The latest diplomatic playground for DoD: Social media

The war of public opinion has invaded social media, and the Defense Department and other civilian agencies are coming out guns blazing.

The war of public opinion has invaded social media, and the Defense Department and other civilian agencies are coming out guns blazing.

Linton Wells, with the National Defense University, tells Government Computer News that Facebook and Twitter are critical for supporting population-centric strategies.

“If you can’t communicate, collaborate, transmit, engage with the local population you’re trying to influence, you cannot achieve the social, political and operational goals for which the military blood and treasure was committed.”

Wells says using social media as a tool for local outreach will help the military reach its goals.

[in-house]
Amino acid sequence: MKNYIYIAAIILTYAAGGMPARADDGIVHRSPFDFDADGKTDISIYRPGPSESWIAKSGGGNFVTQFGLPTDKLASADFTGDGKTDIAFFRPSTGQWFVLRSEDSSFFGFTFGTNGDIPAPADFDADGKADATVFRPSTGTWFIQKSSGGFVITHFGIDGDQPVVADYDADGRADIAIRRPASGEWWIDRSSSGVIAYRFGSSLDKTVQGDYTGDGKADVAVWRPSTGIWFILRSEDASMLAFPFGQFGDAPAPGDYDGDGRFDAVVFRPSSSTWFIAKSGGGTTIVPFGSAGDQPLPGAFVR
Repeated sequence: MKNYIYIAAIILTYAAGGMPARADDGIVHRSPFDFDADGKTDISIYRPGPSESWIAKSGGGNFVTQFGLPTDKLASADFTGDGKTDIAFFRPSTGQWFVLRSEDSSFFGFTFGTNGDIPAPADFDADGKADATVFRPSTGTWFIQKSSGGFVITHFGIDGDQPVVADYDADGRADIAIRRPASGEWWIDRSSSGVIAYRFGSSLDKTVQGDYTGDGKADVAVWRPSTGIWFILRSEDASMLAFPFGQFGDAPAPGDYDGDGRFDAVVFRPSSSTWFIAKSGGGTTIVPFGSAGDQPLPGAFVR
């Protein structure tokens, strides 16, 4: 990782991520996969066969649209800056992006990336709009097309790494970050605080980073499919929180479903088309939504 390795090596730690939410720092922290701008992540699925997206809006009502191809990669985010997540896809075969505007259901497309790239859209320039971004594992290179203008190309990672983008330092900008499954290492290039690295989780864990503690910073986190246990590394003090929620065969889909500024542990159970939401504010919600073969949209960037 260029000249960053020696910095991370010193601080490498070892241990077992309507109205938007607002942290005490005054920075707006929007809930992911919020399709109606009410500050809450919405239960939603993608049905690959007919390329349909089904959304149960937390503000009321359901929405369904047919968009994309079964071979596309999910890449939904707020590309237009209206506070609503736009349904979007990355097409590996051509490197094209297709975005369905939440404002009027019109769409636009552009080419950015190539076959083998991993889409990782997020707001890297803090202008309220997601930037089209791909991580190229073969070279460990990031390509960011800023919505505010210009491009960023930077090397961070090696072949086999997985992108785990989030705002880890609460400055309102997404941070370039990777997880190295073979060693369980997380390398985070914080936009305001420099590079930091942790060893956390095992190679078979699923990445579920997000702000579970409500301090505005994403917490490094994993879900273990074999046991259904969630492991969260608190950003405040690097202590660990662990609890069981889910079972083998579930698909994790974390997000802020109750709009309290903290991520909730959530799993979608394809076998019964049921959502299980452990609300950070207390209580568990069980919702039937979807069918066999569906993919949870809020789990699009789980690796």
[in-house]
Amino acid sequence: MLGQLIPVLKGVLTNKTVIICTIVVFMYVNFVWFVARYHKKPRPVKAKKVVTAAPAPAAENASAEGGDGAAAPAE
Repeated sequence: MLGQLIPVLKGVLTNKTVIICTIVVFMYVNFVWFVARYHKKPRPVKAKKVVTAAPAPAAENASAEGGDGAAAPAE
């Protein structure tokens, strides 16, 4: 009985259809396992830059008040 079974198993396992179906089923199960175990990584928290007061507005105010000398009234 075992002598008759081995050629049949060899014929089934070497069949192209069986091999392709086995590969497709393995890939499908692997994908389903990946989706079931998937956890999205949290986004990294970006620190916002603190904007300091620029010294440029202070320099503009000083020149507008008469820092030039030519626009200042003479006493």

However, “social media is not just a one-way street,” Wells said.

He cited the recent political unrest in Iran of an example of authoritarian regimes studying Facebook pages and YouTube videos to monitor anti-government protesters in and outside of the country.

But Wells says despite some of the risks, social media is a strategy that must be utilized.

“Even if we feel uncomfortable with it, even if we are concerned that there are security risks in using it, the other side is going to be using it. This is something the U.S. government is going to have to deal with, and so the question is how can you deal with it responsibly, recognizing that there are risks.”

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